|M.Sc Student||Fleisher Ron|
|Subject||Oriental Orthodox Architecture in Israel, an Option of|
Otherness in Israeli Architecture
|Department||Department of Architecture and Town Planning||Supervisor||Professor Iris Aravot|
|Full Thesis text - in Hebrew|
Upon entering the ‘Gates of Mercy’ (‘Sha’ar Harahamim’) Synagogue in Beersheba, founded by Rabbi Ben-Tov, a leading rabbi of the Israeli Moroccan community, one encounters a staircase lined with reproductions of paintings of Chasidim (ultra-orthodox Jews) depicting life in a ‘Shtietl’ (a Jewish village in Eastern Europe) . The designers of the synagogue chose to exhibit a series of figures who personify strict adherence to faith, values which stem from pre-19th century Europe. Visitors to the synagogue are expected to strongly identify with these framed images.
What is the message being conveyed to those who enter the synagogue?
What is the connection between Sepharadi Jews (of North African/Middle Eastern origin) and the series of images from the ethos of religious, Ashkenazi Jews (of Eastern European descent)?
The field of Israeli culture is predicated from its beginnings upon the mythological concept “western” as an organizing principle. One of the most effective strategies of resistance to western hegemony is the revival of oriental Jewish religious traditions and adherence to these traditions as signifying a real ethnic division, the growth of the oriental orthodoxy.
The change which took place in traditional Jewish society in the course of its struggle against modernization in the 19th century found its most notable expression in the development of the Lithuanian Yeshiva. About one hundred years later similar process began in the Jewish communities of Morocco. The conservative reaction, marked by eastern European features, against modernization which developed in Morocco, began during the appearance of the first signs of modernity and intensified in 1912, the year of the French conquest.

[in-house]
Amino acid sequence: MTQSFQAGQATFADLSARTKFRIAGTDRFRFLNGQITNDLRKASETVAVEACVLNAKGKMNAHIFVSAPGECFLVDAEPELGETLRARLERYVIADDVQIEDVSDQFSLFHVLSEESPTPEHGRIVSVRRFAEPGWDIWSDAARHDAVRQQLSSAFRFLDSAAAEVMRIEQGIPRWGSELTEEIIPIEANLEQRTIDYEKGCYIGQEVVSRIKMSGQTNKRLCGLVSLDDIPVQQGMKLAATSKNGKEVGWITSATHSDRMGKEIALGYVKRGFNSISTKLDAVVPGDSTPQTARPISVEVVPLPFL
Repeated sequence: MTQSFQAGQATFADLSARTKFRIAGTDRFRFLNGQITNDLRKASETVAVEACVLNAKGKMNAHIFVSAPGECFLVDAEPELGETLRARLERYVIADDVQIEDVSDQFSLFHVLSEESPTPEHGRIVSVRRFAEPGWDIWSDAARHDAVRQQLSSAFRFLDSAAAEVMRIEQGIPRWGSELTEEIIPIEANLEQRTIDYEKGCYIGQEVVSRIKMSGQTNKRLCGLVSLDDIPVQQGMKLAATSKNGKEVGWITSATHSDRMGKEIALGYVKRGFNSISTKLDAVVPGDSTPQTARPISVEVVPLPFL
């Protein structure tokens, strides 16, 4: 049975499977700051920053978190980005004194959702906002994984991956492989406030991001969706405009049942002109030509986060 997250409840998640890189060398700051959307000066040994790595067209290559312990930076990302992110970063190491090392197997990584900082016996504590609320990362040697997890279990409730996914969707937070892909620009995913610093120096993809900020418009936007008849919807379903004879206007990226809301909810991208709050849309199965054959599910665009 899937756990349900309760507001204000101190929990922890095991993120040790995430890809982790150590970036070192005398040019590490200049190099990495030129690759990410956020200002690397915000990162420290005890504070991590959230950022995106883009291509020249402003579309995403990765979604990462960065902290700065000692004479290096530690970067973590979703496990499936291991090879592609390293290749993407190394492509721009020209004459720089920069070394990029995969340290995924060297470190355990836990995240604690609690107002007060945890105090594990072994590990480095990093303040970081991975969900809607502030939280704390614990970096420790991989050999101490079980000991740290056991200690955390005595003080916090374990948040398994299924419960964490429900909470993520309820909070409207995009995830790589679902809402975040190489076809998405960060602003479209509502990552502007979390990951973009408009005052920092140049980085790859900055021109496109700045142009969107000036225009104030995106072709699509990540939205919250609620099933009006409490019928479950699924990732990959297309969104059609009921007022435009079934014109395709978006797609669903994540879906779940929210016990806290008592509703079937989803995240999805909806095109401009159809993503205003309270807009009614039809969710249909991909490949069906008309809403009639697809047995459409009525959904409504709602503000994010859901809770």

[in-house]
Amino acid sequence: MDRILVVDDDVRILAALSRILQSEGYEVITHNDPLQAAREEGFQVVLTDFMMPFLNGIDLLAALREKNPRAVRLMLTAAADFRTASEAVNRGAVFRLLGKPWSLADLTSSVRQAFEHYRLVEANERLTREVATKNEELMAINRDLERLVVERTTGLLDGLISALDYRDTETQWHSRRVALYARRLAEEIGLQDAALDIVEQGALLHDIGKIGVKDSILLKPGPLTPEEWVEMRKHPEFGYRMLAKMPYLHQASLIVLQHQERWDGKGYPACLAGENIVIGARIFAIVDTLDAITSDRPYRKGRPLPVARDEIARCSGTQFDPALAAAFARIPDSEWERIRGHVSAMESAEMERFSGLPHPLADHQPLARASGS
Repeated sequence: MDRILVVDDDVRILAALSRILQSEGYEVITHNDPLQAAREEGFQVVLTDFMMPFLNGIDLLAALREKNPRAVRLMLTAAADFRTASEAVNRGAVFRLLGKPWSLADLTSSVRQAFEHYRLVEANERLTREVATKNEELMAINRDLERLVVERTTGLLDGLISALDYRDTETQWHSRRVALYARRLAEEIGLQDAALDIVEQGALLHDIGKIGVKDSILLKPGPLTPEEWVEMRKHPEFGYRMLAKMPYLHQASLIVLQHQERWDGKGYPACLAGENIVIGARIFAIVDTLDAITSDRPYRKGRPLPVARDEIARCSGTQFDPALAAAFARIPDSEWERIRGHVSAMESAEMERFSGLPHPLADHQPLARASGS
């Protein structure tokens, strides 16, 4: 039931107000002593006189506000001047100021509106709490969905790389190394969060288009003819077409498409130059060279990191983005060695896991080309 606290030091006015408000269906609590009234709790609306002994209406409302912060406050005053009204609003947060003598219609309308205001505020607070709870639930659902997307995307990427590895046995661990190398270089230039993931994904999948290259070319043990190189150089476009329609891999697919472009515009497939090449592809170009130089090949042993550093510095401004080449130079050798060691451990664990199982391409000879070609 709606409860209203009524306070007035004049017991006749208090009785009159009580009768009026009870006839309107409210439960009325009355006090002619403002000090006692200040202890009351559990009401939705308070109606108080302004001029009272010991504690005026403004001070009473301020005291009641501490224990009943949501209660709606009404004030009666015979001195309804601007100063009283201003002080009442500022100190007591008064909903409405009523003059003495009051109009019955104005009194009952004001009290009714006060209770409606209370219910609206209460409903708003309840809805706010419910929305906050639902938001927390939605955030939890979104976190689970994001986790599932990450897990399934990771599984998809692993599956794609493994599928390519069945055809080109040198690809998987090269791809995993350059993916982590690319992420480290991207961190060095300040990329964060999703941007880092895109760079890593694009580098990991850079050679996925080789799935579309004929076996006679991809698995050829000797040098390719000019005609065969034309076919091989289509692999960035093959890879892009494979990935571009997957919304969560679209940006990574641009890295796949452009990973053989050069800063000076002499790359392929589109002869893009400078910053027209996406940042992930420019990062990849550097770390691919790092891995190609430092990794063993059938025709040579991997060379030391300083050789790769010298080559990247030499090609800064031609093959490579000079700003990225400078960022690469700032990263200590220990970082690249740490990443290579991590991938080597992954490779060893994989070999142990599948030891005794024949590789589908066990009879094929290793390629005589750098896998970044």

In 1947 Otzar HaTorah, a society with headquarters in New York, began to operate in Morocco. Thousands of children and young people of school age were sent from Moroco to fill the yeshivot of Europe. These students, some of whom serve today as important rabbis were shaped in a fashion differing and cut off from the tradition of their fathers and their ancestral homes
Therefore, the choice of the images greeting those who ascend the staircase leading to the main sanctuary of the ‘Gates of Mercy’ synagogue is not arbitrary. The entire physical expanse is a visual expression of the relatively subordinate position of the orthodox Sepharadi community to the elite of Orthodox Israeli society.